United States District Court, S.D. Illinois
MEMORANDUM AND ORDER
PHIL GILBERT, U.S. DISTRICT JUDGE
Kevin Puckett, formerly an inmate in Robinson Correctional
Center, brings this action for deprivations of his
constitutional rights pursuant to 42 U.S.C. § 1983.
Plaintiff requests damages for deliberate indifference. This
case is now before the Court for a preliminary review of the
Complaint pursuant to 28 U.S.C. § 1915A, which provides:
(a) Screening - The court shall review,
before docketing, if feasible or, in any event, as soon as
practicable after docketing, a complaint in a civil action in
which a prisoner seeks redress from a governmental entity or
officer or employee of a governmental entity.
(b) Grounds for Dismissal - On review, the
court shall identify cognizable claims or dismiss the
complaint, or any portion of the complaint, if the complaint-
(1) is frivolous, malicious, or fails to state a claim on
which relief may be granted; or
(2) seeks monetary relief from a defendant who is immune from
action or claim is frivolous if “it lacks an arguable
basis either in law or in fact.” Neitzke v.
Williams, 490 U.S. 319, 325 (1989). Frivolousness is an
objective standard that refers to a claim that any reasonable
person would find meritless. Lee v. Clinton, 209
F.3d 1025, 1026- 27 (7th Cir. 2000). An action fails to state
a claim upon which relief can be granted if it does not plead
“enough facts to state a claim to relief that is
plausible on its face.” Bell Atlantic Corp. v.
Twombly, 550 U.S. 544, 570 (2007). The claim of
entitlement to relief must cross “the line between
possibility and plausibility.” Id. at 557. At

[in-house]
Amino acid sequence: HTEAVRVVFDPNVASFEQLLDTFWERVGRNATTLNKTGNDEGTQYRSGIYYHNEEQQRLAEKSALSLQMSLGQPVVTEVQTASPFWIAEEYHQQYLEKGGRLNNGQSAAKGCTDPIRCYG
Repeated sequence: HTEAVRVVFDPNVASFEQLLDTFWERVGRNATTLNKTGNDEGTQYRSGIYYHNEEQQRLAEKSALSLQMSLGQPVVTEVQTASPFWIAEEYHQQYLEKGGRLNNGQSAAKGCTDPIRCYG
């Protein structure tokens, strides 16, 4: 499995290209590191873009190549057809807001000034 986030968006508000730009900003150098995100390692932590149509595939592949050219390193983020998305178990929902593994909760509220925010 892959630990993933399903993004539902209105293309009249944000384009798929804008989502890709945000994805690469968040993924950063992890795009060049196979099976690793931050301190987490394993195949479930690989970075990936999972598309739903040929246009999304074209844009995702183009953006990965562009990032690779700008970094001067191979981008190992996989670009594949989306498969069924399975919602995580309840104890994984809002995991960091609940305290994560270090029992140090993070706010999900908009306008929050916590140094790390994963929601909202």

this juncture, the factual allegations of the pro se
complaint are to be liberally construed. See Rodriguez v.
Plymouth Ambulance Serv., 577 F.3d 816, 821 (7th Cir.
injured his right shoulder and arm on November 4, 2017. (Doc.
1, p. 6). Plaintiff was given a medium sling and a lay-in
permit, but he was not given a low-bunk permit. Id.
Plaintiff saw Dr. Shah on November 7, 2017, at which time he
requested a larger sling. (Doc. 1, p. 7). Plaintiff requested
a larger sling because he's a large man, weighs 260 lbs.,
and was experiencing tingling in his fingers and shoulders
due to the smallness of the sling. Id. Shah told
Plaintiff he would order x-rays and a larger sling.
Id. That evening, Plaintiff was climbing down from
the top bunk when he slipped and fell to the floor, hitting
his head and shoulder. Id.
was not called for x-rays until November 13, 2017.
Id. Shah told Plaintiff on November 20, 2017 that
the x-ray was negative and that the problem was largely
arthritic. (Doc. 1, p. 8). Plaintiff alleges that Shah has a
pattern or practice of diagnosing arthritis across the state
at various institutions in order to cover up for Wexford
Healthcare. (Doc. 1, pp. 8-9). Plaintiff saw 2 nurses on
November 21, 2017; they informed him that slings were
one-size-fits-all and that he would not be getting another
sling or an MRI. (Doc. 1, p. 8). Plaintiff saw Shah again on
December 11, 2017, and Shah told him that he did not need any
more tests. Id. When Plaintiff showed him that he
could not lift his right arm, Shah told him to start rehab.
(Doc. 1, pp. 8-9).
on the allegations of the Complaint, the Court finds it
convenient to divide the pro se action into 2 counts. The
parties and the Court will use these designations in all
future pleadings and orders, unless otherwise directed by a
judicial officer of this Court. The following claims survive
Count 1 - Shah was deliberately indifferent
to Plaintiff's shoulder injury when he failed to order a
low bunk permit, a larger sling, and/or further testing in
violation of the Eighth Amendment;
Count 2 - Wexford has an unconstitutional
policy or custom of incentivizing employees to provide less
than adequate treatment to inmates so that cost
considerations can be met and they can stay under budget ...